[Home] [Site map] [Updates] [Projects] [Contents; 1. Introduction; 2. Philosophy (1), (2), (3), (4) & (5); 3. Religion (1) & (2); 4. History (2) & (3); 5. Science; 6. Environment (1), (2) & (3); 7. Origin of life (1), (2) & (3); 8. Cell & Molecular (1), (2) & (3); 9. Mechanisms (1), (2) & (3); 10. Fossil Record; 11. `Fact' of Evolution; 12. Plants; 13. Animals; 14. Man (1) & (2); 15. Social; 16. Conclusion; Notes; Bibliography A-C, D-F, G-I, J-M, N-S, T-Z] [Book "Problems of Evolution"]
"PROBLEMS OF EVOLUTION": 4. HISTORY (1) 1. Evolution's historical roots 2. Ancients 1. Thales 2. Anaximander 3. Empedocles 4. Aristotle 5. Lucretius 3. Pre-Darwinians 4. Darwin 5. Darwinism 6. Eclipse of Darwinism 7. Neo-Darwinism 8. Post-Darwinism 9. Anti-Darwinism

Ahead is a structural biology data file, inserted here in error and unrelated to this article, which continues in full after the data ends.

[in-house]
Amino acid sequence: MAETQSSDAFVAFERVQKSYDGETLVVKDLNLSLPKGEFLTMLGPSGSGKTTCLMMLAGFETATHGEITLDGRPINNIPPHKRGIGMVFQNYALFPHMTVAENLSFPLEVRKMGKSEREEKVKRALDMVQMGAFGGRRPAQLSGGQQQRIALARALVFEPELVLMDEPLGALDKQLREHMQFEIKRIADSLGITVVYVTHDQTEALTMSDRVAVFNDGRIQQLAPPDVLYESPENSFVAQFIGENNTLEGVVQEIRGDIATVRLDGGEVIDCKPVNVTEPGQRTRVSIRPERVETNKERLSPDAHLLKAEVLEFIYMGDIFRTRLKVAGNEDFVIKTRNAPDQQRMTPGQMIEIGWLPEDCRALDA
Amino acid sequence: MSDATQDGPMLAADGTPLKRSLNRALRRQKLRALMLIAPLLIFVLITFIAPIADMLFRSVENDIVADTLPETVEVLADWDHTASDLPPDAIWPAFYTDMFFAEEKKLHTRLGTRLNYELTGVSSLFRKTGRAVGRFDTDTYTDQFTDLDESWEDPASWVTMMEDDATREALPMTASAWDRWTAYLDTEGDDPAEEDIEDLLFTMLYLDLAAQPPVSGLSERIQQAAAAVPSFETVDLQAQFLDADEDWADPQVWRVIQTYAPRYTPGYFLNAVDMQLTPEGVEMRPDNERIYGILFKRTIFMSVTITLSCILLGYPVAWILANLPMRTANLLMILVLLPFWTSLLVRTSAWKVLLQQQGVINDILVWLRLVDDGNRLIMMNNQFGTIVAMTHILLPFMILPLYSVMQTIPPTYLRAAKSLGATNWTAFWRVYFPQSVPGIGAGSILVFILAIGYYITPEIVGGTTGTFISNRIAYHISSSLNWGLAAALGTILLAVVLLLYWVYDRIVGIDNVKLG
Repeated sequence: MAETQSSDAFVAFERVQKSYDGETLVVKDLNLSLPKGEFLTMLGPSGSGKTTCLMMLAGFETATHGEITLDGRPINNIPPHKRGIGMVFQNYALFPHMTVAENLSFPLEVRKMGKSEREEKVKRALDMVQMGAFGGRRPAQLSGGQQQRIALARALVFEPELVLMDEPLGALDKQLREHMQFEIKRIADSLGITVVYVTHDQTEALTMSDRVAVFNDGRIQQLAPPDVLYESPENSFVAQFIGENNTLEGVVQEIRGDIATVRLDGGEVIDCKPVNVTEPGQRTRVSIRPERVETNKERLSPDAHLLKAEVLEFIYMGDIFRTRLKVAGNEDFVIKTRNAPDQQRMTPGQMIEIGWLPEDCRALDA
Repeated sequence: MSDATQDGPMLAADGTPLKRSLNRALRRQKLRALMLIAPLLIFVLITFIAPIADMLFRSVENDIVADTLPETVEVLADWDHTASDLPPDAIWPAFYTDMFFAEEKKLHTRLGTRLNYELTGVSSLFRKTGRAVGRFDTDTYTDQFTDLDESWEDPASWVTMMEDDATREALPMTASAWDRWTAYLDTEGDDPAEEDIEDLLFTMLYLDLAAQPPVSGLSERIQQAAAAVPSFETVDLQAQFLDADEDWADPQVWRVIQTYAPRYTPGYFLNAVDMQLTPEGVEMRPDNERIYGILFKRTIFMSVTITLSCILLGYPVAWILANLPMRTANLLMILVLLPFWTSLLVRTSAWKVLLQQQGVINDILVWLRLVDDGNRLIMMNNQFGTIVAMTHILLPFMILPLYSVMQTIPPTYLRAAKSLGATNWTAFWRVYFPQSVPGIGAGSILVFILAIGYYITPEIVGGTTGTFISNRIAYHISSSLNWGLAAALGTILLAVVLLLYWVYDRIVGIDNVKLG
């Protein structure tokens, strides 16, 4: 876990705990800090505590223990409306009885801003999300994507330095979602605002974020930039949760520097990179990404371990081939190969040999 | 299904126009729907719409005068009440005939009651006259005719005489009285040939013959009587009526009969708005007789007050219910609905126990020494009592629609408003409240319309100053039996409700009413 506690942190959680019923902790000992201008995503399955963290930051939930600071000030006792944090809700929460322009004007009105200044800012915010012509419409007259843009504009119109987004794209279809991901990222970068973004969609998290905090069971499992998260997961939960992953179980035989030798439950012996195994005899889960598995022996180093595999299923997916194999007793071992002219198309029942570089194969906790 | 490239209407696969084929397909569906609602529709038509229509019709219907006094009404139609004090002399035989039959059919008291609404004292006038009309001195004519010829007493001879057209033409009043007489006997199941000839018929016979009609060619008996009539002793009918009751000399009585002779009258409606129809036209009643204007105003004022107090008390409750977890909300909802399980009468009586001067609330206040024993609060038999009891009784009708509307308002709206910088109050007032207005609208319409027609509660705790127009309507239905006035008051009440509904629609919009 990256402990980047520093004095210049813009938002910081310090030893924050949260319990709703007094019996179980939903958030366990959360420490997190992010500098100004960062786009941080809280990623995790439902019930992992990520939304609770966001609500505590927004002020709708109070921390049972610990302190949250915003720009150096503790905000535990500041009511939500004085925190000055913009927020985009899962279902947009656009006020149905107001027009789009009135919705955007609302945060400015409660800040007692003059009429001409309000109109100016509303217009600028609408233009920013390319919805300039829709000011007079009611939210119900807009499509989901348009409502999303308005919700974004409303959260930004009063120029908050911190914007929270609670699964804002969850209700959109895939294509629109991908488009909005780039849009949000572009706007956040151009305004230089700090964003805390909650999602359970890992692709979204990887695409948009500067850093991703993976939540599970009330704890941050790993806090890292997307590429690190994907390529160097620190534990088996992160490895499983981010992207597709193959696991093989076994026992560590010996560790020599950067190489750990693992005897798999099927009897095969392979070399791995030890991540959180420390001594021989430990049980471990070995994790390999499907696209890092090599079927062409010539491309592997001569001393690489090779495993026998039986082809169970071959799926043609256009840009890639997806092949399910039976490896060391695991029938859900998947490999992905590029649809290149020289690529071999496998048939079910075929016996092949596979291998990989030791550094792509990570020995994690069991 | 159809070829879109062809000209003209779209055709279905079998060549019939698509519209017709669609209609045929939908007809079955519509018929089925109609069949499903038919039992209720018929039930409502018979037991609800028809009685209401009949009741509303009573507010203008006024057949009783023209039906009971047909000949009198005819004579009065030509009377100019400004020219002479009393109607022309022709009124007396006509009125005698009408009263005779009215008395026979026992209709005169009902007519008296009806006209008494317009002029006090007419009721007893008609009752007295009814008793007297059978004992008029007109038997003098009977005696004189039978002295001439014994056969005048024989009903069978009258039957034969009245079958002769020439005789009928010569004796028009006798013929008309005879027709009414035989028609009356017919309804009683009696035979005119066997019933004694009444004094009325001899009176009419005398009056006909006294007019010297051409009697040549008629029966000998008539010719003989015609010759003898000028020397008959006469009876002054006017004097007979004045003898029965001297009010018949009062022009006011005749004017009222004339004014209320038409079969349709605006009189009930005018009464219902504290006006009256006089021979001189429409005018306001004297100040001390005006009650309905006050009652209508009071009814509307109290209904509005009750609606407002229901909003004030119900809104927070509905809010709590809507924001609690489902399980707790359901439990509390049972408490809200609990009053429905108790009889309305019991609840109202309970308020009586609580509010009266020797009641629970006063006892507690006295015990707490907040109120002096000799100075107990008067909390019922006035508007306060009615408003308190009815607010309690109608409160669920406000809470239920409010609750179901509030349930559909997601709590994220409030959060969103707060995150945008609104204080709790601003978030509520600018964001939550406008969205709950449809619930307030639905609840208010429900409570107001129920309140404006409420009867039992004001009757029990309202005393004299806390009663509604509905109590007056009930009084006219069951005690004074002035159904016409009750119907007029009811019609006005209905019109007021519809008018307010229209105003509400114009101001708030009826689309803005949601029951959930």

"PROBLEMS OF EVOLUTION": 4. HISTORY (1) 1. Evolution's historical roots It is probably not generally realised that evolution has historical roots, and ancient ones at that. In fact one of the most "serious and well informed" early criticisms of Darwin's "theory that evolution took place by natural selection" that "struck Darwin more directly than the outside world was allowed to know," was "that it was not new (Darlington, 1959b, p.60). Darwin's contemporary, the poet Matthew Arnold, wrote "I cannot understand why you scientific people make such a fuss about Darwin. Why, it's all in Lucretius!" (Blackmore & Page, 1989, p.10), the ancient Roman epicurean poet-philosopher. So while much has since been learned about biology, in respect of evolution, as we shall see, Dembski may not be too far wide of the mark in his claim that "no significant details have been added since the time of Empedocles and Epicurus" (Dembski, 2002a). 2. Ancients (Greeks & Romans) Evolution is based on ancient pagan Greek philosophies, with which it forms a continuous whole (Osborn 1894, p.1; Dobzhansky, et al., 1977, p.9; Futuyma, 1986, p.2; Klotz, 1972, p.25). Darwin's theory of evolution therefore owes more to the Greeks than is generally realised (Osborn, 1894, p.1; Russell, 1991, p.696). While many of these ideas were fanciful by today's standards, "if you prune away the fantastic, you are left with the ideas of evolution, perhaps even of natural selection-the evolutionary mechanism proposed by Darwin himself some 2,300 years later" (Blackmore & Page, 1989, p.10)! 1. Thales (c.624-546 BC) The ancient Greek philosopher/merchant Thales (c.624-546 BC) was a citizen of the Ionian city Miletus, then the richest and most powerful city in the Greek world, located on the coast of Asia Minor (Vesey & Foulkes, 1990, p.283; Farrington, 1944, p.36; Hall & Boas-Hall, 1964, p.19; Kitto, 1957, p.177; Russell, 1991, p.44; Spangenburg & Moser, 1993, p.8). Thales, who may have been an immigrant from Phoenicia (Nordenskiold, 1928, p.11) may have been the first to bring Babylonian knowledge to the Greek world (Asimov, 1960, p.8). Thales was the first known philosopher who sought a naturalistic explanations of origins rather than attribute them to the gods (Boolootian & Stiles, 1981, p.664; Vesey & Foulkes, 1990, p.283; Farrington, 1944, p.37; Bowden, 1982, p.4; Gallant, 1975, p.52; Hall & Boas-Hall, 1964, p.19; Kitto, 1957, p.178; Sagan, 1980, p.177; Spangenburg & Moser, 1993, p.8). Thales was primarily interested in the physical world, but he was not uninterested in biological phenomena (May, 1982, p.301). He proposed the first naturalistic cosmology in which the cosmos arose from water (Farrington, 1944, p.37; Hall & Boas-Hall, 1964, p.19; Gallant, 1975, p.52; Kitto, 1957, p.178; Blackburn, 1996, p.375; Russell, 1991, p.45; Sagan, 1980, p.177; Spangenburg & Moser, 1993, p.8). Thales held that earth floated like a disk on a vast sea which surrounded it on all sides (Farrington, 1944, p.37; Hall & Boas-Hall, 1964, p.20; Gallant, 1975, p.52; Spangenburg & Moser, 1993, p.8). This was reminiscent of the story of the creation in Genesis, with its "waters which were under the firmament" and "waters which were above the firmament" (Nordenskiold, 1928, pp.10-11; Bowden, 1982, p.4) although it may have been derived from Babylonian or Egyptian mythology (McNeill, 1963, p.212; Gallant, 1975, p.52; Kitto, 1957, p.177; Sagan, 1980, p.177). Thales also theorised that all life arose in and from the water (Boolootian & Stiles, 1981, p.664; Blackmore & Page, 1989, p.10; Moore, 1964, p.10, spontaneously generating from the "moist element" (mud?) (Dose, 1976, p.94; Nordenskiold, 1928, p.11; Peters & Gutmann, 1976, p.25; Blackmore & Page, 1989, p.10; Vesey & Foulkes, 1990), which may have been based on fossils (Glass, et al., 1959, p.6). In common with other ancient Ionian philosophers, Thales was a hylozoist (Gk. hyle "wood" + zoos "alive"), holding that matter is alive, and there is no separate life or soul that is not inherent in matter (Farrington, 1944, p.37; Merriam-Webster, 2004; Blackburn., 1996, pp.375,182,275; Jeeves, 1969, p.11). This "panpsychism" was a form of pantheistic materialism revived in the 19th century by Darwin's German disciple Haeckel (Oldroyd, 1988, p.274; Haeckel, 1929, p.236). Thales is credited by evolutionists as being the founder of materialist philosophy (Hall & Boas-Hall, 1964, p.19; Kitto, 1957, p.178), and therefore the founder of modern materialism-naturalistic science (Asimov, 1960, p.8; Farrington, 1944, p.37; Gallant, 1975, p.52; Dose, 1976, p.94; Hall & Boas-Hall, 1964, p.19; Hummel, 1986, p.24), and therefore of materialistic-naturalistic evolution (Gallant, 1975, p.52). While Thales may not himself have proposed a theory of evolution, "evolution," in the sense of "a natural explanation of the origin of the higher forms of life ... developed from the teachings of Thales" (Osborn, 1894, p.6). 2. Anaximander (c.611-546 BC) Anaximander (c.611-546 BC) was a student of Thales (Gallant, 1975, p.52; Hall & Boas-Hall, 1964, p.20; Mayr, 1982, p.301; Peters & Gutmann, 1976, p.25; Spangenburg. & Moser, 1993, p.8). Anaximander believed in evolution, both cosmological and biological (Blackmore & Page, 1989, p.10). Anaximander proposed "a complete theory of evolution," in which life arose out of a primordial mud, producing animals, plants and then human beings (Nordenskiold, 1928, p.12; Pitman, 1984, p.14). Living creatures arose from the 'moist element' as it was evaporated by the sun (Blackmore & Page, 1989, p.10; Boolootian & Stiles, 1981, p.664). Mankind, like every other animal, was descended from fishes (Blackmore & Page, 1989, p.10).This may have been as a result of finding fossils (Glass, et al., 1959, p.7). Anaximander theorised that humans were originally formed as fishes, lived in the water, and then cast off their fish-skin, then went up and lived on dry land (Bowden, 1982, p.5; Nordenskiold, 1928, p.12; Gallant, 1975, p.53; Russell, 1946, p.48; Blackmore & Page, 1989, p.10; Ball, 1999, p.207; Farrington, 1944, p.38; Klotz, 1972, p.25; Pitman, 1984, p.14; Spangenburg. & Moser, 1993, p.9; Rusch, 1959, p.6). [top] 3. Empedocles (c.495-435 BC) Empedocles (c.495-435 BC), another ancient Greek philosopher and poet, proposed a theory of abiogenesis, or spontaneous generation, as the explanation of the origin of life (Osborn, 1894, p.37). Empedocles also theorised that plants originated first, and animals later (Klotz, 1972, p.25). Empedocles' teaching contained the germ of the theory of the survival of the fittest, or natural selection" and so was "the father of the Evolution idea" (Osborn, 1894, pp.39-40; Ross, 1949, p.78; Russell, 1991, p.72; Farrington, 1944, pp.60-61; Davidheiser, 1969, p.39; Rusch, 1959, pp.7,9; Mayr, 1982, p.302; Shapiro, 1986, p.149). Empedocles was thus the first to show the possibility of the origin of the various forms of life through chance rather than design (Osborn, 1894, p.40; Ross, 1949, p.78; Davidheiser, 1969, p.40; Rusch, 1959, p.7). Indeed, "if you prune away the fantastic, you are left with the ideas of evolution, perhaps even of natural selection-the evolutionary mechanism proposed by Darwin himself some 2,300 years later" (Blackmore & Page, 1989, p.10; Davidheiser, 1969, p.40; Peters & Gutmann, 1976, p.26)! Dembski argues that, "in the case of Darwinism, no significant details have been added since the time of ... Empedocles ..." (Dembski, 2002a). Interestingly, Darwin in his Origin of Species says of an argument in Aristotle's Physics about teeth that, "Wheresoever, therefore, all things together (that is all the parts of one whole) happened like as if they were made for the sake of something, these were preserved, having been appropriately constituted by an internal spontaneity-and whatsoever things were not thus constituted, perished, and still perish," that "We here see the principle of natural selection shadowed forth" (Darwin, 1872, p.7). But Aristotle was actually stating Empedocles' argument in order to critique it (Wiker, 2002, p.60)! [top] 4. Aristotle (384-322 BC) Aristotle (384-322 BC) "Nevertheless, Aristotle's theory implies an absolute advance in the sphere of biology. Here we find enunciated for the first time a really complete theory of evolution." (Nordenskiold, 1928, p.37). "Aristotle ... created the science of Natural History" (Osborn, 1924, p.43). He "was the first to conceive of a genetic series ... a single chain of evolution from the polyps to man" (Osborn, 1924, p.44). Aristotle thus laid "the very foundation-stones of the Evolution idea" (Osborn, 1924, p.47), putting "his facts together into an Evolution system" of "a complete gradation in Nature, a progressive development ... by ... gradual transitions from the most imperfect to the most perfect" where "the lowest stage ... the inorganic ... passes into the organic by direct metamorphosis, matter being transformed into life" (Osborn, 1894, p.48). What "is of the greatest interest today" is that "where he undertakes to refute Empedocles", "Aristotle clearly states and rejects a theory of the origin of adaptive structures in animals altogether similar to that of Darwin" (Osborn, 1924, p.32). Passages in his writings show that "Aristotle had substantially the modern conception of the Evolution of life, from a primordial, soft mass of living matter to the most perfect forms" (Osborn, 1894, p.57). If he had accepted Empedocles' "hypothesis of the Survival of the Fittest," Aristotle "would have been the literal prophet of Darwinism." (Osborn, 1894, p.57). [to be continued]"Aristotle, in his Physical Auscultationes (lib. 2, cap. 8, s. 2), after remarking that rain does not fall in order to make the corn grow any more than it falls to spoil the farmer's corn when threshed out of doors, applies the same argument to organisation- and adds (as translated by Mr. Clair Grece, who first pointed out the passage to me), "So what hinders the different parts [of the body] from having this merely accidental relation in nature? as the teeth, for example, grow by necessity, the front ones sharp, adapted for dividing, and the grinders flat, and serviceable for masticating the food-since they were not made for the sake of this, but it was the result of accident. And in like manner as to the other parts in which there appears to exist an adaptation to an end. Wheresoever, therefore, all things together (that is all the parts of one whole) happened like as if they were made for the sake of something, these were preserved, having been appropriately constituted by an internal spontaneity- and whatsoever things were not thus constituted, perished, and still perish." We here see the principle of natural selection shadowed forth, but how little Aristotle fully comprehended the principle, is shown by his remarks on the formation of the teeth." (Darwin C.R., "The Origin of Species by Means of Natural Selection," , 6th Edition, Everyman's Library, J.M. Dent & Sons: London, 1928, reprint, p.7) [top]5. Lucretius (c.95-54 BC) "I cannot understand why you scientific people make such a fuss about Darwin. Why, it's all in Lucretius!", wrote Darwin's contemporary, the poet Matthew Arnold in 1871 (Blackmore & Page, 1989, p.10). Titus Lucretius Carus (c.95-54 BC) was a Roman poet, whose only surviving work is a major philosophical poem De Rerum Natura, "On the Nature of Things," which was an exposition of the materialistic philosophy of Epicurus" in Latin (Mautner, 2000, p.328; Gaskin, 1995, p.vii; Blackburn, 1996, pp.226-227; Vesey & Foulkes, 1990, p.177). "Lucretius ... revived the teachings of Empedocles, of Democritus, and especially of Epicurus" which "He connected with ... many observations of his own. The fact that he was an original observer of Nature must be inferred from his considerable knowledge of animals and plants." (Osborn, 1894, p.60). As "a faithful exposition of Epicureanism, Lucretius' work is a ... quest for natural explanations of the world and a rejection of religious fears" (Gaskin, 1995, p.vii). "Various natural phenomena are explained by their natural causes, in opposition to explanations of a mythical or superstitious kind" (Mautner, 2000, p.328). "Darwin" was not "the first to introduce into a biological context the ideas either of natural selection or of a struggle for existence. Both can be found in the Roman poet Lucretius in the first century B.C., in an account of how in the beginning our mother earth produced both all the kinds of living things which we now know, and many other sorts of ill-starred monstrosity. ... Lucretius, too, was a disciple, clothing in Latin verse ideas which he had himself learnt from the fourth-century Greek Epicurus, who was here in his turn drawing on such fifth- century sources as Empedocles of Acragas (Kirk and Raven, ["The Pre-Socratic Philosophers," CUP: Cambridge, 1957], pp. 336-40)" (Flew, 1984, pp.12-13). The fact is that "Modern evolutionary theory is not modern-we find it full-blown in the first century B.C. in the Roman Epicurean poet-philosopher Lucretius" (Wiker, 2002, p.25). "Lucretius briefly announces the magnificent doctrine first proposed by Empedocles, that all the adaptations to be found in the Universe, and especially in organic life, are merely special cases of the infinite possibilities of mechanical events." (Osborn, 1894, p.61). "Lucretius borrows from Epicurus, and thus probably indirectly from Empedocles, the Survival of the Fittest idea that some of these earth-born beings were unable to live, and were replaced by others." (Osborn, 1924, p.62). "Lucretius's great Epicurean poem, with its extended evolutionary passage, ensured that evolution would be in the air from the 1500s forward. ... I quote ... this amazing passage from Lucretius. `Many were the portents also that the earth then tried to make, springing up with wondrous appearance and frame: the hermaphrodite, between man and woman vet neither, different from both; some without feet, others again bereft of hands: some found dumb also without a month, some blind without eyes, some bound fast with all their limbs adhering to their bodies, so that they could do nothing and go nowhere, could neither avoid mischief nor take what they might need. So with the rest of like monsters and portents that she made, it was all in vain; since nature banned their growth, and they could not attain the desired flower of age nor find food not. join by the ways of Venus. For we see that living beings need many things in conjunction, so that they may be able by procreation to forge out the chain of the generations. .. And many species of animals must have perished at that time, unable by procreation to forge out the chain of posterity: for whatever you see feeding on the breath of life, either cunning or courage or at least quickness must have guarded and kept that kind from its earliest existence; many again still exist, entrusted to our protection, which remain, commended to us because of their usefulness.... But, those to which nature gives no such qualities, so that they could neither live by themselves at their own will, nor give us some usefulness for which we might suffer them to feed under our protection and be safe, these certainly lay at the mercy of others for prey and profit, being all hampered by their own fateful chains, until nature brought that race to destruction. [Lucretius, "De Rerum Natura," Loeb Classical Library, Harvard University Press: Cambridge MA, 1975, 5.837.77]. We see in this passage all the fundamentals of Darwin's account: (1) random material variations that bring about modifications in the structure between generations; (2) the survival of the fittest of these variations as determined by the enhanced abilities of the animals, and by the conditions in which the animals live; and (3) the necessity of passing along the beneficial variations by heredity. " (Wiker, 2002, p.219). "Lucretius ... reminds us of Darwin in comparing the survival of animals in nature and in domestication, but he was writing nearly two thousand years earlier" (Hardy, 1965, p.42). "We go to Darwin for his incomparable collection of facts. ... but to us he speaks no more with philosophical authority. We read his scheme of evolution as we would those of Lucretius ..." (Bateson, 1914). Lucretius "held that the soul consists of ... particles" and denied its immortality, "the advantage of this" being "that man, at death, has nothing to fear for all time to come." (Vesey & Foulkes, 1990, p.177). Lucretius denied creation by God, adopting as his starting point the principle, "Nothing can ever be created by divine power out of nothing" (Gallant, 1975, p.57). Like his master Epicurus, Lucretius held that "the number of atoms in the Universe. ... must be without limit and concludes that the Universe itself is infinite" (Gallant, 1975, p.61). Also like Epicurus, "Lucretius ... in good materialist fashion," held "that the Universe and all in it have no purpose" (Gallant, 1975, p.62). Lucretius also held a modern `principle of mediocrity', denying that the Earth was "located at the center and man the most `important' of all Earthly creatures," but rather since "our world has been made by nature through the ... random and purposeless congregation and coalescence of atoms ... therefore ... there exist elsewhere other congeries of matter similar to this one. ... in other regions there are other earths and various tribes of men and breeds of beasts" (Gallant, 1975, p.63). "Lucretius, the first popularizer of science ... proposed many worlds and many alien life forms, all made of the same kinds of atoms as we" (Sagan, 1994, p.18).. Lucretius, like, Epicurus, had a "hatred of religion" and an important theme of his poem is a critique of religion (Russell, 1991, p.257; Mautner, 2000, p.328). "Lucretius ... had one major goal in life: to rid people's minds of the fears spread by superstition and the fear of death" (Gallant, 1975, p.57). "Always the rationalist, Lucretius speaks to us in terms that ring of modern thought" (Gallant, 1975, p.58). Lucretius wrote of "Knowledge both of what can and what cannot Rise into being, teaching us ... Upon what principle each thing has its powers Limited" leading to "Religion been cast down Beneath men's feet, and trampled on in turn" with "Ourselves" being "lifted heaven-high" in "victory" (Russell, 1991, p.257). "Epicureans such as Lucretius ... argued that the world, and all its forms, was a product of undirected natural processes, a random concourse of adherent `atoms' that was, in part, badly designed. Thus, no intelligent source for final cause needed to be postulated. The intrinsic characteristics of the atoms themselves would suffice. It all sounds very familiar." (Wilcox, 1994b, p.170). That ancient Epicurean materialist philosophy controls modern science is seen in Gallant's claim that "Lucretius had returned to haunt those who still made offerings to the gods: `Nature is free and uncontrolled by proud masters and runs the universe by herself without the aid of gods.'" (Gallant, 1975, p.64). In what sounds like the attitude of some modern evolutionists towards Darwin (e.g. Dawkins, 1989, p.1; Wattenberg, 1996), "Lucretius ... feels towards Epicurus as towards a saviour, and applies language of religious intensity to the man whom he regards as the destroyer of religion" (Russell, 1991, p.256; Mautner, 2000, p.328). "Lucretius ... appears to have suffered from periodic insanity" and "committed suicide" (Russell, 1991, p.256).[top]